1. Generous bedding

Straw is one of the cheapest and simplest ways to keep diseases such as scours and watery mouth at bay.

Wet bedding also causes calves or lambs to put more energy into keeping themselves warm, as opposed to growing.

Ample straw should be applied and topped up as needed to keep beds dry.

A simple test to see if the bedding is dry enough is to kneel down for five seconds and then stand up. If your knee is wet, then the bedding is sodden and should be replenished.

2. Frequent removal of dung

Removing used bedding between batches of calves or in individual lambing or calving pens between animals entering them will keep bedding drier, as well as reduce the disease pressure on the pen.

Wet bedding acts as a vector for bacteria, with care needed to thoroughly remove all bedding when pens are being cleaned out.

Understandably, time pressure means that this will not always be done, but, at a minimum, calving and lambing pens should be thoroughly cleaned out after every second cow or ewe uses them, with ample disinfection and straw applied in between.

3. Disinfecting

Simple disinfection methods, such as applying lime, are a sure-fire way to kill harmful bacteria and diseases, especially after pens go through several weeks of use.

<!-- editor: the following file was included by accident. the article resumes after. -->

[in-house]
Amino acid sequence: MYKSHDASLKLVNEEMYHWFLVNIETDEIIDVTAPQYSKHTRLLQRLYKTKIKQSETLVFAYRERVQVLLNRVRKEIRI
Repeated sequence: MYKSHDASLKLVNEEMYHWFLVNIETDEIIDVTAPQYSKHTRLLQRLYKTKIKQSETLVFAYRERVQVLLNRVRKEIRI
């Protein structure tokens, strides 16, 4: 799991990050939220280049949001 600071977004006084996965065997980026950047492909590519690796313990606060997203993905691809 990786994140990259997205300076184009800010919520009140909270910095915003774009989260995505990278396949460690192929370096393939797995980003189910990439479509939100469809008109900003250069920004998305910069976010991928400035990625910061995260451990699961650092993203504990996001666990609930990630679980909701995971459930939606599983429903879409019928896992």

All used bedding should be removed and an appropriate disinfectant such as hydrated lime be applied between cows calving, such as above.

Lime should be applied in between every use of a calving or lambing pen. The floor, walls and all gates and barriers should be thoroughly disinfected.

Sunlight is also a natural disinfectant through drying out pens and leaving them less suited for bacterial growth, so opening doors to allow it inside to dry out pens is also encouraged.

4. Power washing

When time allows, power washing is particularly effective at removing the last of any dung or bedding attached to walls, gates and floors.

Power washing can work well alongside disinfection, but pens should be allowed to fully dry out after power washing to prevent bedding become wet, which may limit its usefulness, depending on the pressure on penning.

Care should be taken not to wet the bedding in adjoining pens as well.

5. On-off grazing

When weather allows, on-off grazing of freshly calved cows or freshly lambed ewes will reduce disease pressure on housing simply through removing animals for a few hours each day.

It will also ease the transition for cows and ewes’ rumens to a grass diet.

Stock can be turned out in the morning and brought back in at night or, if infrastructure allows, they can have free access to either a paddock or indoors.